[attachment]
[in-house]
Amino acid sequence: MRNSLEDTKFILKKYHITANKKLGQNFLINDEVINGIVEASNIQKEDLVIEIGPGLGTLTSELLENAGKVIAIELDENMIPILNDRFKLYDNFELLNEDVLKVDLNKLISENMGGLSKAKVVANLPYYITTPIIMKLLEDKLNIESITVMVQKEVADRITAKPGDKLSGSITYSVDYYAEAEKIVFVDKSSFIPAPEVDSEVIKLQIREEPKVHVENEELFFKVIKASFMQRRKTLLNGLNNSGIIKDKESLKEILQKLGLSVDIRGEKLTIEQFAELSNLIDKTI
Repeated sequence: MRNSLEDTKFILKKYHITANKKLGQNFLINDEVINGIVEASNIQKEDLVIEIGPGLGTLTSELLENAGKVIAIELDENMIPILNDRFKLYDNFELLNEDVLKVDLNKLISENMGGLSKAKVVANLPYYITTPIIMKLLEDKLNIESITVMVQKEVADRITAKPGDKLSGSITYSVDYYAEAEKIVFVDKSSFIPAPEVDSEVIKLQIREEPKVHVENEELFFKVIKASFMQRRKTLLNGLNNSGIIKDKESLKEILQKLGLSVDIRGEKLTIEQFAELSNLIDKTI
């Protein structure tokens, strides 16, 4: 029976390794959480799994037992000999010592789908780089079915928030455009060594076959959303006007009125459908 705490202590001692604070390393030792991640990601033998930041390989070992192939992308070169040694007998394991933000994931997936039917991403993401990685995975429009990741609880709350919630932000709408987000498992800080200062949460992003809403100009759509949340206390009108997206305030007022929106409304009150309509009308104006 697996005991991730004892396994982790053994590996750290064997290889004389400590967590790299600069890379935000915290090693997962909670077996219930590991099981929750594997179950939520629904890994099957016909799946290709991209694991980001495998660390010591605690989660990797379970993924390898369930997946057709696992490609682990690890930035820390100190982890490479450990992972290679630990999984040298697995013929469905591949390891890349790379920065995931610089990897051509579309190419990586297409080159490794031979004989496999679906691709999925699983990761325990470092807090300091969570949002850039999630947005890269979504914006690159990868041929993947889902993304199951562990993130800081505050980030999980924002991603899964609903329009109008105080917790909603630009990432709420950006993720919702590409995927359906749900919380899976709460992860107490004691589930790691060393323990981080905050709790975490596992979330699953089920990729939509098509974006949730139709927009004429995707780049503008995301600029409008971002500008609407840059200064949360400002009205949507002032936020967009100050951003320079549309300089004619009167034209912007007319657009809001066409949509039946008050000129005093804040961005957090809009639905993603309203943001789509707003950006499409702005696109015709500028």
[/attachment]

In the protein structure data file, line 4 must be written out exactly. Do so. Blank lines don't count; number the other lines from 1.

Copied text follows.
């Protein structure tokens, strides 16, 4: 029976390794959480799994037992000999010592789908780089079915928030455009060594076959959303006007009125459908 705490202590001692604070390393030792991640990601033998930041390989070992192939992308070169040694007998394991933000994931997936039917991403993401990685995975429009990741609880709350919630932000709408987000498992800080200062949460992003809403100009759509949340206390009108997206305030007022929106409304009150309509009308104006 697996005991991730004892396994982790053994590996750290064997290889004389400590967590790299600069890379935000915290090693997962909670077996219930590991099981929750594997179950939520629904890994099957016909799946290709991209694991980001495998660390010591605690989660990797379970993924390898369930997946057709696992490609682990690890930035820390100190982890490479450990992972290679630990999984040298697995013929469905591949390891890349790379920065995931610089990897051509579309190419990586297409080159490794031979004989496999679906691709999925699983990761325990470092807090300091969570949002850039999630947005890269979504914006690159990868041929993947889902993304199951562990993130800081505050980030999980924002991603899964609903329009109008105080917790909603630009990432709420950006993720919702590409995927359906749900919380899976709460992860107490004691589930790691060393323990981080905050709790975490596992979330699953089920990729939509098509974006949730139709927009004429995707780049503008995301600029409008971002500008609407840059200064949360400002009205949507002032936020967009100050951003320079549309300089004619009167034209912007007319657009809001066409949509039946008050000129005093804040961005957090809009639905993603309203943001789509707003950006499409702005696109015709500028």